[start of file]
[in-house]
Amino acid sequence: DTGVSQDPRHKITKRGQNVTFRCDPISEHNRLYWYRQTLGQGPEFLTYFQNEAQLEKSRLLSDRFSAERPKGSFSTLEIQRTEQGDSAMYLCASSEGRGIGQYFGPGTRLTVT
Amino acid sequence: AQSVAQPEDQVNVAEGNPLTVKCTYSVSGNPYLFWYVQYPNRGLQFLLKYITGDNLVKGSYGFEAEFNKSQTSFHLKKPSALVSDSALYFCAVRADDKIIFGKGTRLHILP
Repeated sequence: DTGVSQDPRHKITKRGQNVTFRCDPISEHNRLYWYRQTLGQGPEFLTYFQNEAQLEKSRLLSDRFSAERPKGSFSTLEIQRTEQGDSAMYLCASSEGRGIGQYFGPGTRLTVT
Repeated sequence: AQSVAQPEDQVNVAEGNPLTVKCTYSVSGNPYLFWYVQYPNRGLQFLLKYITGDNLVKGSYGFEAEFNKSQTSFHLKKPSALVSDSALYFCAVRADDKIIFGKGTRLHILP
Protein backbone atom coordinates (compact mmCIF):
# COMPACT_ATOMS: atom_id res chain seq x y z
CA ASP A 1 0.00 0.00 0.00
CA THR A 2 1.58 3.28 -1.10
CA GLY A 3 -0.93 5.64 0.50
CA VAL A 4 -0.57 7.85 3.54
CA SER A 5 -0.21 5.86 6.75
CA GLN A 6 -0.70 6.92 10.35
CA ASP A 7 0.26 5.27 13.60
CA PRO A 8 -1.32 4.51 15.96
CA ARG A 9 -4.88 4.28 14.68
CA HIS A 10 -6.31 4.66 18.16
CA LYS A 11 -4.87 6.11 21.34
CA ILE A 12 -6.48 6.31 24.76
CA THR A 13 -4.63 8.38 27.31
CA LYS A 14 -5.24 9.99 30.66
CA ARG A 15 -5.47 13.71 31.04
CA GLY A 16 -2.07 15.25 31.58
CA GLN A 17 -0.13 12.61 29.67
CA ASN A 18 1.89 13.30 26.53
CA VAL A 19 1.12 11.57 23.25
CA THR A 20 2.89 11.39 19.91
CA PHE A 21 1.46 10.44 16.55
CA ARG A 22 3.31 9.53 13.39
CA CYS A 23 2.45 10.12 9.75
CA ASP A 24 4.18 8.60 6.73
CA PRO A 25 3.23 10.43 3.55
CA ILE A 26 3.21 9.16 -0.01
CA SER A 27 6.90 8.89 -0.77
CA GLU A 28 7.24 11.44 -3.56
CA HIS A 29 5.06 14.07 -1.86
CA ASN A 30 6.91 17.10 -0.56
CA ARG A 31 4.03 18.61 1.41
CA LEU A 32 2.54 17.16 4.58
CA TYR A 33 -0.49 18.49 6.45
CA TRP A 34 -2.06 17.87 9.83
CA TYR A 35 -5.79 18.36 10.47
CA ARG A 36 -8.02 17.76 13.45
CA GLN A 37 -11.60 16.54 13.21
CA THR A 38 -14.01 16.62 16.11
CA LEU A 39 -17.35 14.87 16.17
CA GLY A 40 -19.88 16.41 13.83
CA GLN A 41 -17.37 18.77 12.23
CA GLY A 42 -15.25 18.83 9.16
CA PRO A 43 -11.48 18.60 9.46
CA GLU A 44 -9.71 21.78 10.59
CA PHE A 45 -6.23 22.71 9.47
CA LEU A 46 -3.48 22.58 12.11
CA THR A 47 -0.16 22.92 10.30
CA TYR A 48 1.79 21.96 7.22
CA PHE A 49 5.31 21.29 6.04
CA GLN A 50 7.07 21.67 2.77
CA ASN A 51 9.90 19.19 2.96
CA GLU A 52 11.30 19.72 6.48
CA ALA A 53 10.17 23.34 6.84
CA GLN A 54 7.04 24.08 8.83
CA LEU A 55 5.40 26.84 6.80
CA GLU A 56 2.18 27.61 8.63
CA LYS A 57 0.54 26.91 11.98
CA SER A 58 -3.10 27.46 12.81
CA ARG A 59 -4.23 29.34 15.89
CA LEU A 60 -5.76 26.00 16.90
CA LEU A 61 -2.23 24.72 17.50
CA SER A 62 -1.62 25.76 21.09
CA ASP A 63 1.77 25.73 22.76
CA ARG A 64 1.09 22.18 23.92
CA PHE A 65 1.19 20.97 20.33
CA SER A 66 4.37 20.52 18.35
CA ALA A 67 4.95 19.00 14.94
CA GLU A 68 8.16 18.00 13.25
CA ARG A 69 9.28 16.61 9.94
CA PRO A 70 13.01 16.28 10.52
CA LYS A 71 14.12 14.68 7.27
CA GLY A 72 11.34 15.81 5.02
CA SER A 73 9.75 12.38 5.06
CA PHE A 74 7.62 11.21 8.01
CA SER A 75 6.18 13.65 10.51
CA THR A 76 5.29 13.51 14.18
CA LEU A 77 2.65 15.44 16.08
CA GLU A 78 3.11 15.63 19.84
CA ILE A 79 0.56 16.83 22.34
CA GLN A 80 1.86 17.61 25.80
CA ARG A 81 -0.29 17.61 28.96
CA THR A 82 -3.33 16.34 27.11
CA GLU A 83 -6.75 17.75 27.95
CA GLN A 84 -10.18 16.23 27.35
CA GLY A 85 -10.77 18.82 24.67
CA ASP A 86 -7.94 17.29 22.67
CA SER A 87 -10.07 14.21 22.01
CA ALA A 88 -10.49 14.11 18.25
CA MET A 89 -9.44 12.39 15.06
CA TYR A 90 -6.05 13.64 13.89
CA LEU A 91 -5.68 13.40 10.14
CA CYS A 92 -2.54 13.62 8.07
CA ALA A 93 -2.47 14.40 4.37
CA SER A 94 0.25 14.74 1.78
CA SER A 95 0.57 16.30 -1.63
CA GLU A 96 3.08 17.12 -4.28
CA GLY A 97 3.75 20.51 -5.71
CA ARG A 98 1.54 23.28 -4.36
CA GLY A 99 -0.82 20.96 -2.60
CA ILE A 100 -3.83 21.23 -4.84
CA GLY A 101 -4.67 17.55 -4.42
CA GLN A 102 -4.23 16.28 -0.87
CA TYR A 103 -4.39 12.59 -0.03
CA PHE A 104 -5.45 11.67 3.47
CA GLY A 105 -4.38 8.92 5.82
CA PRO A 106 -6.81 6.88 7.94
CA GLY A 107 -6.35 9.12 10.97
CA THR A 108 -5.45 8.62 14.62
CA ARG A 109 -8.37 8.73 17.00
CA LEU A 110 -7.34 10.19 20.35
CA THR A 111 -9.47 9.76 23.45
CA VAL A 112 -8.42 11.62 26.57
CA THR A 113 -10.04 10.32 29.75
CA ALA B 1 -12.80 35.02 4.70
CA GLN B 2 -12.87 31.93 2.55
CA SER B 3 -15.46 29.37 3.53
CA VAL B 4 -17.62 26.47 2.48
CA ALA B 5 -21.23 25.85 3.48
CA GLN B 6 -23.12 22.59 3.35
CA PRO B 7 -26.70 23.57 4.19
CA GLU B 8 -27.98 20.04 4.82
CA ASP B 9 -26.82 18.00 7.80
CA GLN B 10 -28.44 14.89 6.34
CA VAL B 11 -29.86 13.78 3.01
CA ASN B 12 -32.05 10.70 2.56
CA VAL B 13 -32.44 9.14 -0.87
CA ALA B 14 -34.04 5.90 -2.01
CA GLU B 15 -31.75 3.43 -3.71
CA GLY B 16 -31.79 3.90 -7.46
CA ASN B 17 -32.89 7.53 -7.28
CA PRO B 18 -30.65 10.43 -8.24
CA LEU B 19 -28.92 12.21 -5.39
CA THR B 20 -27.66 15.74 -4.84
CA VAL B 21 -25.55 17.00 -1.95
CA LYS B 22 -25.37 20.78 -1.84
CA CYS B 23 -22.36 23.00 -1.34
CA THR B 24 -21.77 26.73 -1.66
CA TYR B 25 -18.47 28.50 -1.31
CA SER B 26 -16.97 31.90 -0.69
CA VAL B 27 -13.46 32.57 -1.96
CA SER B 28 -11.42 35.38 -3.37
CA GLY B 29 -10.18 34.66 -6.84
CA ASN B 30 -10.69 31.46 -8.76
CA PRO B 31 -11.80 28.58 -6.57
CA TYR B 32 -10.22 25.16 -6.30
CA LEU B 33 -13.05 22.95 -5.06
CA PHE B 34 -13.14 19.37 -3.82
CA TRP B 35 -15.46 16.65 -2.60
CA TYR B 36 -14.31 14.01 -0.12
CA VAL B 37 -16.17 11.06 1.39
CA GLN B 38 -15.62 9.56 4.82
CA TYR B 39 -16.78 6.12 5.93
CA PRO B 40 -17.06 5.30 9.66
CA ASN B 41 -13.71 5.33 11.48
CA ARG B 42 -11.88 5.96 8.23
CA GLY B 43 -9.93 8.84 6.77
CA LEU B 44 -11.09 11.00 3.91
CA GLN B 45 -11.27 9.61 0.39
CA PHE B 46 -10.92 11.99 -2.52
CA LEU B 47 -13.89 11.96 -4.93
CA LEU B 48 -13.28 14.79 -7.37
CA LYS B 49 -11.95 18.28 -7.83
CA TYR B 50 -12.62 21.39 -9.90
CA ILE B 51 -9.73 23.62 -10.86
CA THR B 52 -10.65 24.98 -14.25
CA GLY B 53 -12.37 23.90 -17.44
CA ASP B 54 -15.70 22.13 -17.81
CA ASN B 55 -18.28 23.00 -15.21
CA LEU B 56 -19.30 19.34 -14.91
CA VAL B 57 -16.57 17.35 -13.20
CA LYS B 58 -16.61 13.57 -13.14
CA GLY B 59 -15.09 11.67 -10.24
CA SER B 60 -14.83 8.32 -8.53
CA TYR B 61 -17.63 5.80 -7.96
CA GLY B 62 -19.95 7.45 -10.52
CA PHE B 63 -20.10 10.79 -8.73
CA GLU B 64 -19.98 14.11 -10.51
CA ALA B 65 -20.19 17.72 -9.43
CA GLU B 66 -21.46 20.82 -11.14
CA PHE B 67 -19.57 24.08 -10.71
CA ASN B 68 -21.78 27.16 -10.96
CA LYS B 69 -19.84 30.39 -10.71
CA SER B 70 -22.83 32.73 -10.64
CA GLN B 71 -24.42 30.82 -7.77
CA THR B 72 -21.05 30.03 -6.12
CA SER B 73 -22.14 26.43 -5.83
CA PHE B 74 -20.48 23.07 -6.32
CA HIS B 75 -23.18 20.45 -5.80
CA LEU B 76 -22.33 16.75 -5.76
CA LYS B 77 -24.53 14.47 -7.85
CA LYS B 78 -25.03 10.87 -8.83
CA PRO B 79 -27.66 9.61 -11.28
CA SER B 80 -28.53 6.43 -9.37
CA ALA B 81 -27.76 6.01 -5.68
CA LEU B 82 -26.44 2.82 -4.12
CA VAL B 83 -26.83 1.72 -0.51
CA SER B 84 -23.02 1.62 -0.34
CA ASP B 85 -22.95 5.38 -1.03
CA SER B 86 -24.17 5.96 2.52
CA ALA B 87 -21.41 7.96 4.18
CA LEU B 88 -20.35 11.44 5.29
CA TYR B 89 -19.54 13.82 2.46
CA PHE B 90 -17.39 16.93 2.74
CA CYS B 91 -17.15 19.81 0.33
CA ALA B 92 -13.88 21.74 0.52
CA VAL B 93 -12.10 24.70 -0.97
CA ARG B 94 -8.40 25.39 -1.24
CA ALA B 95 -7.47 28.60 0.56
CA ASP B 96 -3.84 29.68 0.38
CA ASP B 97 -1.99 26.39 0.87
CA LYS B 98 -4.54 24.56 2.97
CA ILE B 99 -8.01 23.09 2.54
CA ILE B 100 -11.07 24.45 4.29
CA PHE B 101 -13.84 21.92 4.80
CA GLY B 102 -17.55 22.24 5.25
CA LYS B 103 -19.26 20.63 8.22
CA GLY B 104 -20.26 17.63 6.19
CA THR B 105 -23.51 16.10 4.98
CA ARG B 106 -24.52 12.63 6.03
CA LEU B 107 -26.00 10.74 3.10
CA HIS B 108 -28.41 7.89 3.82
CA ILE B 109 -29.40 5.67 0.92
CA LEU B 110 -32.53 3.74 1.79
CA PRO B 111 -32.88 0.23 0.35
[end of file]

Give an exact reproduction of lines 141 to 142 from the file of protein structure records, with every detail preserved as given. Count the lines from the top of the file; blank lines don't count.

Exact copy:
CA VAL B 21 -25.55 17.00 -1.95
CA LYS B 22 -25.37 20.78 -1.84